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Jack Hillen: The 'other' healthy scratch

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<em>Jack Hillen: Still waitin'...</em>
Jack Hillen: Still waitin'...

There's been head-scratching about Jeff Tambellini receiving so much time during preseason -- 5 GP, 0 goals, 4 assists -- only to be yanked in favor of Rob Schremp after a decent performance opening night. Not that Schremp isn't worth a good, long look, but that Tambellini, after mild signs of progress, is so quickly put back to square one.

Meanwhile, there is a guy who outscored Tambellini in preseason -- 5 GP, 1 goal, 3 assists -- who has yet to see the ice in the Islanders' first four games. His name is Jack Hillen, and if he has any chance of being the "next poor man's Chris Campoli," he has time -- but will need plenty more reps -- to get there.

Perhaps the Islanders are counting on Hillen getting into the lineup through defensive injuries -- every team should count on those, but especially the Islanders. You half expect a factory sign in the locker room: "It has been [#] games since our last blueline injury."

The first thing to understand when considering the Islanders blueline is that if Garth Snow didn't think the existing group was adequate enough for a transition year, he'd have brought someone else in over the summer. I strongly disagree with that assessment (I try to be even-keel and measure two sides to every question, but on this issue I'm entrenched), but I need to accept that this existing group isn't changing until contracts expire and/or desperate trading partners bite.

And if the Isles are committed to trying to make this group work, for now, the low man on the totem pole will remain Hillen, the still-developing youngster. While trying to squeak by, the Isles may be hoping to keep the veterans happy and avoid an internal squabble like what emerged last winter.

But if this unlikely run of health keeps up -- hell, if this winless streak keeps up -- does it not beg for Hillen to be given a shot? I'm fine with trying to win first. I'm fine with making a guy earn his way. But Hillen spent half of last year in Bridgeport to develop his game; I can't believe being a healthy scratch in the NHL continues that development.

And then there is the matter that Hillen might actually give the Isles a better chance to win. He's undersized, true -- and thus he fits in with too many Islanders defensemen. But Andy Sutton, for example, doesn't really play to his size. Freddy Meyer practically hits more and has been fine so far, but he's also good at staying consistent even when he's in and out of the lineup.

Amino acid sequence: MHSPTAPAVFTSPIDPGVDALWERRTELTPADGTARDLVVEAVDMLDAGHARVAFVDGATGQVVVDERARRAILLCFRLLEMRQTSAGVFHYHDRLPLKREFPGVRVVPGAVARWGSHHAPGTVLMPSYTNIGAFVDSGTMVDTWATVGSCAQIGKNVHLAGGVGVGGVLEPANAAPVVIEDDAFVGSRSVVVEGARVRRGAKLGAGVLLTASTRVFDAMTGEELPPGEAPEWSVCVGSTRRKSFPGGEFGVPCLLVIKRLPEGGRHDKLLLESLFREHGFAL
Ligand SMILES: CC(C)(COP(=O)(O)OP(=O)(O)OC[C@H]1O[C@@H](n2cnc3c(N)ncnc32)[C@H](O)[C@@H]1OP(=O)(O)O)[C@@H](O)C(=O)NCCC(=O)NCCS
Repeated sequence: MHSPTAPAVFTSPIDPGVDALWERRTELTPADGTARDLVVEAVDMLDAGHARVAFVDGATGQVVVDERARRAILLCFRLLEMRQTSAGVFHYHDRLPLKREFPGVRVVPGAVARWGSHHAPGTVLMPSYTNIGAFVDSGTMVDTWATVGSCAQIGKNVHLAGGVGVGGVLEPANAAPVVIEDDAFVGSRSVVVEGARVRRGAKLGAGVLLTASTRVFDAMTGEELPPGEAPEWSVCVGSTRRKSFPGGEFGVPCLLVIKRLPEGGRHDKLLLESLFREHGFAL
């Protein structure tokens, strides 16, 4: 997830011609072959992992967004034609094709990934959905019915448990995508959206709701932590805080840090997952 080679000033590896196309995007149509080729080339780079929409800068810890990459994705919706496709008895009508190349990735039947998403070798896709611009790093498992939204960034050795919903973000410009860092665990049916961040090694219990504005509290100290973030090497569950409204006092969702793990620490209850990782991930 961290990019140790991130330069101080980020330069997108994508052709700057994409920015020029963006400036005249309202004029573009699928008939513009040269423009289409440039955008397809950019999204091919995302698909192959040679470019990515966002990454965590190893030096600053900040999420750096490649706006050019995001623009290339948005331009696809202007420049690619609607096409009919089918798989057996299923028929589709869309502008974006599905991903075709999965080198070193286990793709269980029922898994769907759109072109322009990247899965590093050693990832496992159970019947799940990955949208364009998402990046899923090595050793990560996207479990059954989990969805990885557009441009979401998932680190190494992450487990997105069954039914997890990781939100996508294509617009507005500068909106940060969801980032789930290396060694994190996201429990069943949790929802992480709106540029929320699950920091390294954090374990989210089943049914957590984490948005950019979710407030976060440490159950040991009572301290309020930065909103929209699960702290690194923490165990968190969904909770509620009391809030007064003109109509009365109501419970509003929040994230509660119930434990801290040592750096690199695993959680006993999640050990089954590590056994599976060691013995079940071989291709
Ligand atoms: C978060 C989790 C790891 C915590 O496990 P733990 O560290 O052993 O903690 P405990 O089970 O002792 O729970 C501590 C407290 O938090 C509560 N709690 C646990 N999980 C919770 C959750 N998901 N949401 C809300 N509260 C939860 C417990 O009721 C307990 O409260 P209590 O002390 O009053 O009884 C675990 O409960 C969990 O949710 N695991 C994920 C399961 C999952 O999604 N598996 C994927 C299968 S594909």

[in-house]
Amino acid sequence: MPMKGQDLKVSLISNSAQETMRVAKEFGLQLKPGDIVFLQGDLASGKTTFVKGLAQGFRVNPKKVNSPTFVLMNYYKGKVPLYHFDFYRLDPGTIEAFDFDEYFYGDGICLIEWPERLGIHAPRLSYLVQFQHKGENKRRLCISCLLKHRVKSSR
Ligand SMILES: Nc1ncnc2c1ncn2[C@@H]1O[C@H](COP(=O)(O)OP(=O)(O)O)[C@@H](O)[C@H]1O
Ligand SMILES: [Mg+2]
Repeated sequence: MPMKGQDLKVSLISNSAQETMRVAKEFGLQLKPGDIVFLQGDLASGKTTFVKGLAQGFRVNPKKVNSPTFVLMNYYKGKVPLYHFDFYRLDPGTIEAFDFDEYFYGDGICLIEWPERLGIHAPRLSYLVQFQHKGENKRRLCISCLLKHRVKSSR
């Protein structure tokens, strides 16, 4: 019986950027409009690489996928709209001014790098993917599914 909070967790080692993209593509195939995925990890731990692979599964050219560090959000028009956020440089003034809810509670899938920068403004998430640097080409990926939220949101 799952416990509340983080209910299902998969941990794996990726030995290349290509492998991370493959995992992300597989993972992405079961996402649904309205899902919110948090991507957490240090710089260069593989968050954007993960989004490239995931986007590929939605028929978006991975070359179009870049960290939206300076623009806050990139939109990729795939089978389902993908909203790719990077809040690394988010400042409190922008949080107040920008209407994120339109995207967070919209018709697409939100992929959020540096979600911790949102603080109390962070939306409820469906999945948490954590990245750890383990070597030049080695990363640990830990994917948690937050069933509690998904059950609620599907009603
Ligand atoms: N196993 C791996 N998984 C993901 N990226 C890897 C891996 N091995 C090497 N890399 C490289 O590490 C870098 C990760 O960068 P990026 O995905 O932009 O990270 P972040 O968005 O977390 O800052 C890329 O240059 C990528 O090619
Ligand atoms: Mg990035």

Obviously I don't have a grand solution. The Islanders blueline is what it is, pretty much with or without Hillen. But they at least have hope for Hillen, whereas Sutton is surely gone next year and Meyer likely as well. In the big picture, if it's otherwise six of one, half a dozen of the other, isn't it time to get Hillen working toward his potential as one of those six?

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The Islanders practiced again this morning; tomorrow will be just a morning skate in Buffalo. No doubt last night's drama with the Lighthouse is still fresh, so Katie Strang's live chat at 2 p.m. EDT should be a lively one. Here is Wang's full statement, in which he pledges not to discuss anymore private meetings with the media.

In the meantime, Strang has more from Doug Weight about playing wing (he says it's the first time since he was 8, but isn't that how Carolina used him at times during their Cup run?), as well as from Rob Schremp about being much more comfortable moving back to center.

So many off days this early in the season -- we're bound to be going over our Tambellini and Schremp (and Hillen!) topics over and over. That's cool; all you commenters have been great and respectful of each other amid disagreement, which I really appreciate. All I ever wanted of this site was a place where people feel comfortable talking hockey and shooting views back and forth like buddies in a bar.

None of these early-season topics are make-or-break territory, but it's fun to toss them around in the absence of games -- the ultimate source of evidence -- actually being played. Thankfully, our available evidence will grow by 50 percent by the time this weekend is over. It's about time.